10 Content Marketing Skills That Produce Epic Results – Best SEO Podcast 336

By | August 20, 2019

2016-08-26 Podcast 336 Chris: Hi and welcome to the SEO Podcast Unknown
Secrets of Internet Marketing. My name is Chris Burres, owner of eWebResults. Chuck: I am Charles Lewis, your Client Results
Advocate. Chris: Welcome back to another fun-filled
edition of our podcast, this is podcast number — Chris & Chuck: 336. Chris: It’s going to be a wonderful podcast. As always, we have a tip from our previous
podcast, and that tip is repurpose pages that rank but do not produce. Chuck: If this page is ranking, but it’s not
getting any production, then go and change your meta, change your call to action, change
the content, see if can get some production out of that page. Chris: Boom! Please remember, we are filmed live here in
Houston, Texas, and we are your friendly local neighborhood top position snatchers! And our mantra is — Chuck: Do not be a douche. Chris: You know, I think we missed our mantra
last time. I was like halfway through, I was like we
missed our mantra, that sucks. Chuck: Yeah, be not be a douche. Missing the mantra is kind of douchy. Chris: Yeah, there’s something funny to say
and I will not be saying it now. We do have a great article that we will be
discussing today. Chuck: Yeah, this articles was posted by Aaron
Agius and the good folks over a Search Engine Journal, “The 10 Skills Effective Content
Marketers Must Master For Epic Results.” Chris: So as I’m looking at that printout,
I do notice a remarketing ad from one of our clients. They are everywhere. Hey, if you are in front of some sort of electronic
device and you can tweet, go ahead and tweet now. Chuck: Tweet us. You should tweet us now @eWebResults @BestSEOPodcast. Use the #SEOPodcast, this is number 336. That way, we can follow you back and do all
of our social networking stuff. Chris: Yep. If this is the first time you’ve listened
to this podcast, howdy, welcome to our podcast. Chuck: Welcome, glad to have you. Chris: If you’ve listened to our podcast before,
then you know what we’re about to skip. We’re about to skip shikos. What are shikos? Chuck: Shikos are shares, likes and follows. Chris: Any one of those. Here’s the rules, if we get at least 10 shikos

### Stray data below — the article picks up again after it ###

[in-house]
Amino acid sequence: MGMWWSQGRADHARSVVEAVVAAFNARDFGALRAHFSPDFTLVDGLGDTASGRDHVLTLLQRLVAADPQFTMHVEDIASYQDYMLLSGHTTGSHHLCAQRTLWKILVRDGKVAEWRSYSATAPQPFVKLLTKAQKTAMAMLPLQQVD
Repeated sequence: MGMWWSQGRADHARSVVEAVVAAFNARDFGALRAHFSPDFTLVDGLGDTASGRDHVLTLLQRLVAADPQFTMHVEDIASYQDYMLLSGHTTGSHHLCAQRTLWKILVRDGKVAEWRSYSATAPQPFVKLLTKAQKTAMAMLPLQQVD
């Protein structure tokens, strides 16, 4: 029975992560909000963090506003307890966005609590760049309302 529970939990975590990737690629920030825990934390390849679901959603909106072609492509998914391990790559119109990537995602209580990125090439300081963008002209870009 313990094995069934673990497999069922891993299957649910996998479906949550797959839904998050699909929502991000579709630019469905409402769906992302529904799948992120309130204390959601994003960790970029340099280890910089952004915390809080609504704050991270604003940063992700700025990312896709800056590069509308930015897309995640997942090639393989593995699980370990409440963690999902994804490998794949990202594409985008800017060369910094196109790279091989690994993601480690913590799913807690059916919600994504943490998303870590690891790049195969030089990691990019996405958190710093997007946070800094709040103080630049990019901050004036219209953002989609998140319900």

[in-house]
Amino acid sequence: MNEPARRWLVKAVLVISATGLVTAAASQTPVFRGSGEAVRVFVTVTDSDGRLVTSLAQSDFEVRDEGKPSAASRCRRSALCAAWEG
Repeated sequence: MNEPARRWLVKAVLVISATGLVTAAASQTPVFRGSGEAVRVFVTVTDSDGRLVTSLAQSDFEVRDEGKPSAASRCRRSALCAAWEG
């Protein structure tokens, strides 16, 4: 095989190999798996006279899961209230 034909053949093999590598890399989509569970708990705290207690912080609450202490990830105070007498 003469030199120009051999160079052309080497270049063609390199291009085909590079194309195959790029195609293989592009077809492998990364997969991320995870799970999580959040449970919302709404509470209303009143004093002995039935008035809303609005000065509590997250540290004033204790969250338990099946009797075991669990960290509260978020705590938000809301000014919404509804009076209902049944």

on any one of our social media profiles, I’m trying to get the right words because they’re
usually wrong. And we get a review, then we don’t tell you
how to write a review. Chuck: How to shiko us. Chris: But we will tell you how to shiko us. So in this case, we did get more than 10 shikos,
and we got a review. So here’s how you can leave us a shiko to
avoid us teaching you how to write a review. You could shiko us at Facebook.com/– Chuck: eWebResults Chris: YouTube.com/– Chuck: eWebResults Chris: Twitter.com/– Chuck: eWebResults Chris: Instagram.com/– Chuck: eWebResults Chris: LinkedIn.com/company/– Chuck: eWebResults Chris: All of those will take you to our social
media profile pages where you can — Chuck: Shiko us. Chris: If you’re a PHP genius or a WordPress
guru, we’re probably looking for you. Chuck: Hit us up. Chris: Go ahead and call us, 713-510-7846. If you’re interested in a free website analysis,
you can get a free website analysis from us, it’s comprehensive. Chuck: Comprehensive analysis. Chris: It’s important to say comprehensive. Chuck: It’s very important. Chris: It’s a 17-page comprehensive website
analysis. All you need to do is go to eWebResults.com,
click the green button, and you will get one of those after a phone call. And it’s time for the favorite segment of
the program, Chris & Chuck: The Algorithm Cataclysm, pffttt… Chuck: Yeah, that was a good one. Chris: You almost fell over, sorry about that. Chuck: Yeah, a little bit. So this one is interesting. So last year, I think it was late last year. Matter of fact, it was probably about 2 years
ago now when Google rolled out the mobile-friendly label. So any search you did on a mobile device,
if that website was responsive or had a mobile version, then the search engine result had
a label next to it that said “mobile-friendly.” Well, say goodbye to the mobile-friendly label
in Google search. Chris: Bye-bye. Chuck: Google’s ubiquitous mobile-friendly
label which appears next to properly optimized web pages in mobile search results is going
away. The company announced this change is being
made in an effort to unclutter the search results. Let me tell you what I really think it is. I think that removing that is going to somehow
drive more clicks to paid ads. I don’t know how. Chris: Yes, statistically. Chuck: Yeah, statistically, everything Google